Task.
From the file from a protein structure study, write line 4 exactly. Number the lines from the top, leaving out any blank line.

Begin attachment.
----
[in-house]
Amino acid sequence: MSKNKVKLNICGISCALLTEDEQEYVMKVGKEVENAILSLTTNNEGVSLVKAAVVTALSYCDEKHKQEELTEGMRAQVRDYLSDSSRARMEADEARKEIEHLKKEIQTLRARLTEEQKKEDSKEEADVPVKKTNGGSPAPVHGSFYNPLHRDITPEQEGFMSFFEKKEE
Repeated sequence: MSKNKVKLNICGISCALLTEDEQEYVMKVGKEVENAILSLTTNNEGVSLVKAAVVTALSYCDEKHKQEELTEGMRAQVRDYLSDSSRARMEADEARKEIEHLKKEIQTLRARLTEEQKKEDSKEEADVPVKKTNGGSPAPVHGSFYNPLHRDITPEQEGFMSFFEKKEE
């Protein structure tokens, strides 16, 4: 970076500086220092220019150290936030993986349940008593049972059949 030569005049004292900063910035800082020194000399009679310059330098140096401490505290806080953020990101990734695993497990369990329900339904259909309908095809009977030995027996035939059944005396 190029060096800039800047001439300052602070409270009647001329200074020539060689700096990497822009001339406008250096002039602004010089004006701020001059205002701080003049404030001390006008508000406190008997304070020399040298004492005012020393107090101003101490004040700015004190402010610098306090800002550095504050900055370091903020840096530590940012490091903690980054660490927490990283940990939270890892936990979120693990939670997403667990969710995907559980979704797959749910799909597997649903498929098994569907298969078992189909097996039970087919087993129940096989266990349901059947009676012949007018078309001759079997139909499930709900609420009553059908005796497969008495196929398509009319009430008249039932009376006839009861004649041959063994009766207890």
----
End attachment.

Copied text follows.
């Protein structure tokens, strides 16, 4: 970076500086220092220019150290936030993986349940008593049972059949 030569005049004292900063910035800082020194000399009679310059330098140096401490505290806080953020990101990734695993497990369990329900339904259909309908095809009977030995027996035939059944005396 190029060096800039800047001439300052602070409270009647001329200074020539060689700096990497822009001339406008250096002039602004010089004006701020001059205002701080003049404030001390006008508000406190008997304070020399040298004492005012020393107090101003101490004040700015004190402010610098306090800002550095504050900055370091903020840096530590940012490091903690980054660490927490990283940990939270890892936990979120693990939670997403667990969710995907559980979704797959749910799909597997649903498929098994569907298969078992189909097996039970087919087993129940096989266990349901059947009676012949007018078309001759079997139909499930709900609420009553059908005796497969008495196929398509009319009430008249039932009376006839009861004649041959063994009766207890």